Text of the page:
Axel Allag, Media365: published on Friday, November 25, 2022 at 5:40 p.m.
Unlike the match against England (6-2), Iran’s players sang the country’s anthem this Friday against Wales (2-0). However, according to a report from The Guardian, the chant was emitted by threats and intimidation from Iranian regime dignitaries.
An attitude that questions, asks. This Friday, before winning against Wales on the 2nd day of the 2022 World Cup (2-0), the players of Iran sang the national anthem, which had not been the case on Monday last against England (6-2) when Carlos Queiroz entered the tournament, in a gesture of support for social movements present in the country, following the death in police custody of Mahsa Amini because she was not wearing her veil. According to information from the Guardian, the singing of the anthem on Friday is said to be the result of threats, direct or indirect, from Iranian dignitaries close to the regime.
An anthem whistled by many supporters
“With lips barely moving, the players had clearly decided collectively to sing the anthem, but the uncomfortable performance contrasted with the vigor with which the Welsh players were singing their anthem.”, the source noted, also typifies many of Iran’s supporters in tears at this moment. According to the Guardian, Iran’s national team ‘has come under heavy pressure clashing with warnings from conservative politicians in their country that players could face consequences upon returning to Iran if they do not sing the national anthem’. A hymn that was whistled by many supporters in the stadium.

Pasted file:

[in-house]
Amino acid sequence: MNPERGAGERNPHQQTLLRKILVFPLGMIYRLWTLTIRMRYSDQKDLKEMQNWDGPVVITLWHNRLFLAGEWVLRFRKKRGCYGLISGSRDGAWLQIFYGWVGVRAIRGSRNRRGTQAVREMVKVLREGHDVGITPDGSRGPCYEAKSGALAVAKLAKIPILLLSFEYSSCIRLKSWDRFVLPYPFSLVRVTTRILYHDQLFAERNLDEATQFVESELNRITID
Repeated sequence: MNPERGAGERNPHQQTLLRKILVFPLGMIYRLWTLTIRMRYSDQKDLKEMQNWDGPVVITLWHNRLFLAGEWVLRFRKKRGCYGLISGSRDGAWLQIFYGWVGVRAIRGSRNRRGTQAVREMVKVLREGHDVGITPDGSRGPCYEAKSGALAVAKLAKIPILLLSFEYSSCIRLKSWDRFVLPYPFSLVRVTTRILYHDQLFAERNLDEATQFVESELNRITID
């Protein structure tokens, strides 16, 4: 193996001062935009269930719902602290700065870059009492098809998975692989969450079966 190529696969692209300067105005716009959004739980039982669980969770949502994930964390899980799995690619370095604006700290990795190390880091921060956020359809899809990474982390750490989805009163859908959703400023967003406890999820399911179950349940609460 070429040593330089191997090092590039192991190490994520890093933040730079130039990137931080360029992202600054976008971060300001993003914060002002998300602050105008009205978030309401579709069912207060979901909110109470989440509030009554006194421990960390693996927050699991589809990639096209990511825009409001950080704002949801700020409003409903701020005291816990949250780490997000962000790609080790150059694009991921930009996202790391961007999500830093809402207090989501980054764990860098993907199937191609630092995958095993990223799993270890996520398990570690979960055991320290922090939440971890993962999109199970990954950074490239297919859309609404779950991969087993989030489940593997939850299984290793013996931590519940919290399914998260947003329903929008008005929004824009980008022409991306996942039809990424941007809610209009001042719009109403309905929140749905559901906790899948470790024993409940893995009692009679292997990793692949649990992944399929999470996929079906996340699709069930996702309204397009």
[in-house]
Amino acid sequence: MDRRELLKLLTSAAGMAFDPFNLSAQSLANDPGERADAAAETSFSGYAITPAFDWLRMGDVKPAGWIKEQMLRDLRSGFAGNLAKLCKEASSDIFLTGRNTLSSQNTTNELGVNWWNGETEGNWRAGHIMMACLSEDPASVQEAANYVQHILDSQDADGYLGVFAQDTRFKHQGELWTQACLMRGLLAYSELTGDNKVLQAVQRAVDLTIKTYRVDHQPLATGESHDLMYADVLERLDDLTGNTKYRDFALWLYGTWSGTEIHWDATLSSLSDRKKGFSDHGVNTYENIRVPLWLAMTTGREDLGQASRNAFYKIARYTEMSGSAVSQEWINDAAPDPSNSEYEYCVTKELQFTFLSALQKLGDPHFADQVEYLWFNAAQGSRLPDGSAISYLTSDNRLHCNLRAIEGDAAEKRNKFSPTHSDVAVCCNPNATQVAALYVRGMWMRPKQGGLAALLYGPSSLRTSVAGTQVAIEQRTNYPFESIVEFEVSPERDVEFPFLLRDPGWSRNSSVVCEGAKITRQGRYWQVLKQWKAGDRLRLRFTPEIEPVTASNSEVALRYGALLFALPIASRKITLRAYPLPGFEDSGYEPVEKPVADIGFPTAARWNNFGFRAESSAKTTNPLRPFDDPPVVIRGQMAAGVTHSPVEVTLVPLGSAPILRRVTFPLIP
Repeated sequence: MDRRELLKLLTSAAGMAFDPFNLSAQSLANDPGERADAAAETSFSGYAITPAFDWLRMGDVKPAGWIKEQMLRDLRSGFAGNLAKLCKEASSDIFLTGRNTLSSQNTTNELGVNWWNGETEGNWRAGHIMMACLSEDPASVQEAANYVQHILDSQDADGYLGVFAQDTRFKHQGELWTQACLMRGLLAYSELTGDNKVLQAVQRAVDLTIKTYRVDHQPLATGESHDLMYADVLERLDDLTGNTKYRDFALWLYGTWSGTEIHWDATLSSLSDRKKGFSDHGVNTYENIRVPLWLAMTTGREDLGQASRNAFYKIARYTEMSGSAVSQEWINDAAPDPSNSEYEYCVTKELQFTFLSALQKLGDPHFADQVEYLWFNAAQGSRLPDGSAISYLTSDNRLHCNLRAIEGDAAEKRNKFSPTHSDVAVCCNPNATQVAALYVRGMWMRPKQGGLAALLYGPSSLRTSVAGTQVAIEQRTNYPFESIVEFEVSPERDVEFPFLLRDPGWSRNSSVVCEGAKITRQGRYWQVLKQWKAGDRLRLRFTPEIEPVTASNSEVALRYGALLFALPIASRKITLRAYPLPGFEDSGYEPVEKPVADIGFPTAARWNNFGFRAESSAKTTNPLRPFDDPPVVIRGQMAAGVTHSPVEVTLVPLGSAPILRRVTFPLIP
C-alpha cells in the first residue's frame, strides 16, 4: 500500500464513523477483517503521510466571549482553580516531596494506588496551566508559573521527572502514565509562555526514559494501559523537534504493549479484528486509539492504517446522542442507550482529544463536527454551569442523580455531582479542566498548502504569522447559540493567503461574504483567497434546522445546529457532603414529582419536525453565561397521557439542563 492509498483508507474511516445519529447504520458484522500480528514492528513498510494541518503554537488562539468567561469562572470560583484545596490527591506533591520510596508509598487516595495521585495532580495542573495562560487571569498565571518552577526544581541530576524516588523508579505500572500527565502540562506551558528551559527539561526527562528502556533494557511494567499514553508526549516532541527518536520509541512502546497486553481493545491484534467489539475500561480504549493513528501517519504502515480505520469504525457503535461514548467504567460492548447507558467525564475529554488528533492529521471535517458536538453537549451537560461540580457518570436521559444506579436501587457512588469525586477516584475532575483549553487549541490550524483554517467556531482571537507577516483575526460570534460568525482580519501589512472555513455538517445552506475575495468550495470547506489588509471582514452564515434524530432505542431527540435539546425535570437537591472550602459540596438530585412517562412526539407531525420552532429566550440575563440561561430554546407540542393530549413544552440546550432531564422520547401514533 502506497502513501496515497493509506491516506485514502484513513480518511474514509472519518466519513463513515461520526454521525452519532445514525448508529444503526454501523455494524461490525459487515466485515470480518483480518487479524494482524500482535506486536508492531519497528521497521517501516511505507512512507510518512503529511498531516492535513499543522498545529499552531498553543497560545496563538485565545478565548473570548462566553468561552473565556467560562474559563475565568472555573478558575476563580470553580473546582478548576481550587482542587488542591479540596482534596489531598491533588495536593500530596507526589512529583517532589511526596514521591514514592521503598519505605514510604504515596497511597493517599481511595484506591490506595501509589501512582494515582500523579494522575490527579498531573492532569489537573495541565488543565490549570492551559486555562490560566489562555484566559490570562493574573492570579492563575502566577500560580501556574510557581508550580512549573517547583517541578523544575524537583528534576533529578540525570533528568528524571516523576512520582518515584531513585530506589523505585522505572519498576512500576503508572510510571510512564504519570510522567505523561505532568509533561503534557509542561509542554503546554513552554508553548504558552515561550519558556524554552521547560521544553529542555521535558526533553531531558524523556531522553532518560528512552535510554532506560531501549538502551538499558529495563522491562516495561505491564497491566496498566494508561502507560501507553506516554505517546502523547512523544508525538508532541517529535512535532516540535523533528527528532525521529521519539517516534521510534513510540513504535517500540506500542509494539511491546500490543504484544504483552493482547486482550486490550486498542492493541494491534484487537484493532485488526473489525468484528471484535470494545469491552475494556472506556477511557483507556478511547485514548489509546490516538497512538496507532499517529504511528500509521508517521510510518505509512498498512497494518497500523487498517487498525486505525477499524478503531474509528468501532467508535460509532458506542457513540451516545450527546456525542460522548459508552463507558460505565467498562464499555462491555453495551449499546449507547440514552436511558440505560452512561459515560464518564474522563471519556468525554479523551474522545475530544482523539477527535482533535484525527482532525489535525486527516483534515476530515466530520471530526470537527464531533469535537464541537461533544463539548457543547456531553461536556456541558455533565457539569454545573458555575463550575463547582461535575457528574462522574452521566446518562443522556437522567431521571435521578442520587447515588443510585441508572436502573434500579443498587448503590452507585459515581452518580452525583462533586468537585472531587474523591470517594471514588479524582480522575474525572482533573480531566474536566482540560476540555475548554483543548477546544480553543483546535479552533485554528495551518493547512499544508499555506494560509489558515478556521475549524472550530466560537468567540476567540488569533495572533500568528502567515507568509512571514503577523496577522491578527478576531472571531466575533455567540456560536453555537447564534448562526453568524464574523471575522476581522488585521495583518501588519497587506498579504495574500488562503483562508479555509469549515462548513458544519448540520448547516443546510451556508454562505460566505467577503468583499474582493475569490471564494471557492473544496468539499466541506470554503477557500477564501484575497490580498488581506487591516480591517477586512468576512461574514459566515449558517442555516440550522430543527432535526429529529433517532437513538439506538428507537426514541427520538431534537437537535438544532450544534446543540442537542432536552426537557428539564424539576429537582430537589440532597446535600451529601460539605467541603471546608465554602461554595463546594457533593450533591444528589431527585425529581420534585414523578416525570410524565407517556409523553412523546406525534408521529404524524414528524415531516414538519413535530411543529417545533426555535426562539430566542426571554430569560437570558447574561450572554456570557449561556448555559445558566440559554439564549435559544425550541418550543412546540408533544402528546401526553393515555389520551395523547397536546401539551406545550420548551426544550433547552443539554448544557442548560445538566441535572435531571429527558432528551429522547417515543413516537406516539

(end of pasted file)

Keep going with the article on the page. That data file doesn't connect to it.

A flocked jersey named Mahsa Amini confiscated?
In addition, a fan made up with tears on her face and wearing a flocked jersey named Mahsa Amini was reportedly grabbed by stadium security. According to several media, this would be due FIFA rules which state that “anything containing words/images with political, offensive and/or discriminatory messages” is prohibited at World Cup venues. Accompanied by a man waving a “Freedom for women” flag, editor’s note), the supporter, named Yasi, came forward on this episode with the media I.
“There are so many brave women and men on the streets just for their basic rights. None of that matters. This game means nothing”she assured. “Iranians just want to live, but my people don’t have that. It’s the least I can do”, she justified herself, admitting to calling her family – present in Iran – “five times a day”. Then to conclude: “FIFA can’t tell us to focus on football. Some media in Iran had visas to come to Qatar but at the last minute they were cancelled. That tells you everything”.